Furthering her transition from acting to writing and directing behind the camera, Amy Jo Johnson’s debut feature The Space Between bears a lot of the same shortcomings many first features have. It’s overstuffed, occasionally too quirky and irreverent for its own good, and not every joke in this road trip comedy hits as hard as it probably should. But between those first-feature jitters, the former Power Ranger and Flashpoint actress shows a considerable amount of promise for the future, and the film itself is a likeable, laid back, sometimes bawdy romp that’s made with the best of intentions and is comfortable in its own skin.
Mitch (Michael Cram), a blue-collar go-kart track worker in rural Ontario, finally has the family of his dreams, but his world is rocked with a letter marked “return to sender.” Mitch, who long thought he was impotent, learns that his newborn child isn’t actually his, and that his wife, Jackie (Sonya Salomaa), not only slept with another man in an effort to get pregnant, but that man was a university student barely out of his teenage years. Devastated, Mitch snaps and goes off in search of the student to deliver the “good news” in the form of a well timed punch to the face. He’s aided in his quest for vengeance by Emily (Julia Sarah Stone), a depressed young woman who finds a sense of purpose in helping Mitch. Meanwhile, Jackie’s dysfunctional family reunion turns into a search party keen on locating Mitch before he does anything he’ll soon regret.
The biggest problem with The Space Between is an overabundance of characters that could sustain their own film. With a limited budget and time to shoot such an independent production, the quirks of The Space Between’s characters aren’t allowed room to breathe. Everyone here has a lengthy backstory, including Johnson as a lawyer with a crumbling marriage, and Jayne Eastwood and Kristian Brunn as mother and son funeral home proprietors. This does serve Johnson well in her desire to depict all of her characters as mostly likeable and flawed head-cases, but once Jackie’s family begins driving around in a limo to find Mitch, it’s always in danger of becoming too much. Add to this a reliance on quirky indie movie conventions, and The Space Between could have easily turned into something toxic.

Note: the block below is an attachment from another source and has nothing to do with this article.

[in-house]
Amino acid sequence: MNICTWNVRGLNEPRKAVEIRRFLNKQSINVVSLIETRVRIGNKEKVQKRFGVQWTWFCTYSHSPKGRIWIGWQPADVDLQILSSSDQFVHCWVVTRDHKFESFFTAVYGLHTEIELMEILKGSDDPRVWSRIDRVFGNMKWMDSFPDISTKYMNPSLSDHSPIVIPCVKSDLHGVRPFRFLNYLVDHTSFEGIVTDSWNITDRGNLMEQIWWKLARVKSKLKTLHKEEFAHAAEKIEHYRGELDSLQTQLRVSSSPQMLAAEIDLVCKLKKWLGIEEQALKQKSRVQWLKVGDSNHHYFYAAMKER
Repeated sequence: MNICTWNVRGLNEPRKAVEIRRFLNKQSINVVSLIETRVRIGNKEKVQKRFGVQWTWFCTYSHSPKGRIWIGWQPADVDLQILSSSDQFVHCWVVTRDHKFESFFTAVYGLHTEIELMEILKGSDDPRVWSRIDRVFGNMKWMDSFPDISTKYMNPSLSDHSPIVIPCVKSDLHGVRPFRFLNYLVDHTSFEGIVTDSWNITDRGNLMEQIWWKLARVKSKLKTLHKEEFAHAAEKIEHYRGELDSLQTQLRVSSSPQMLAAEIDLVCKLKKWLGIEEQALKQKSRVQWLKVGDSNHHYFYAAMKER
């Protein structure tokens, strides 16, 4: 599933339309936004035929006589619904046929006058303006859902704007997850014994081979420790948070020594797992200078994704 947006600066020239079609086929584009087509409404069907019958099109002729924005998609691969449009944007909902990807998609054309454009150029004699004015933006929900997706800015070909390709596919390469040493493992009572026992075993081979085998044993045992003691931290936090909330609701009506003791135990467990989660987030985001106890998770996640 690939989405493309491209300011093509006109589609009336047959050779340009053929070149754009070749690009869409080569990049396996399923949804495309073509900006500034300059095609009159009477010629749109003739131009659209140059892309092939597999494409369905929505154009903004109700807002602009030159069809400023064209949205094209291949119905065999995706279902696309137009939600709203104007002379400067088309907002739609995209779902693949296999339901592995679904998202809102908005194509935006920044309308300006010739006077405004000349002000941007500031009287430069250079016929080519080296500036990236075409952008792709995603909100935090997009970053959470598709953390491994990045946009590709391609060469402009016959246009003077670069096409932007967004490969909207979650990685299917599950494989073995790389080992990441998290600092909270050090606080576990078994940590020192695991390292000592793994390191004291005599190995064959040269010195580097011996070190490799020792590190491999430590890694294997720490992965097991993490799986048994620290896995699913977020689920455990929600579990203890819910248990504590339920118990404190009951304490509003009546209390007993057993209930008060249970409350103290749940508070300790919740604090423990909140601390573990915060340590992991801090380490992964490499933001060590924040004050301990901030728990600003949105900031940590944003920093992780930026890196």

Thankfully, it never does, and the film is merely top heavy. As an actor turned filmmaker, Johnson has a way with her actors (especially Cram and Stone, who have great chemistry) that allow each of them to experiment, play around, and find their characters in an unforced manner that’s refreshing. They might be written on the page as quirky and irreverent, but Johnson and her cast find great humanity in these people, and while the individual situations along the way border on outlandish, there’s always a grounding element to hold it all together. Johnson also proves to have a stunning visual eye, and The Space Between captures the feel of small town Ontario better than any other similarly pitched Canadian independent productions this year. It’s the rare example of a low budget comedy that actually gives viewers something to look at while the characters go about their business. It doesn’t sound like an important thing for a film like this to have, but placing The Space Between side by side with any similarly plotted comedy will show a world of difference.
The Space Between functions nicely as a coming out party for Johnson as a filmmaker, and I’m excited to see what she tackles next. If she can make something like this work as well as it does, I’m willing to bet she can do just about anything she wants after it.
Is The Space Between essential viewing?
Considering that the state of the Canadian indie comedy has been pretty dire for quite some time, The Space Between feels like something accomplished and made with passion and joy. For those reasons, it’s worth checking out.
The Space Between opens at Carlton Cinemas in Toronto on Friday, August 25, 2017. Check their website for more information. It also opens in select theatres across Ontario the same day. It’s available online September 1st.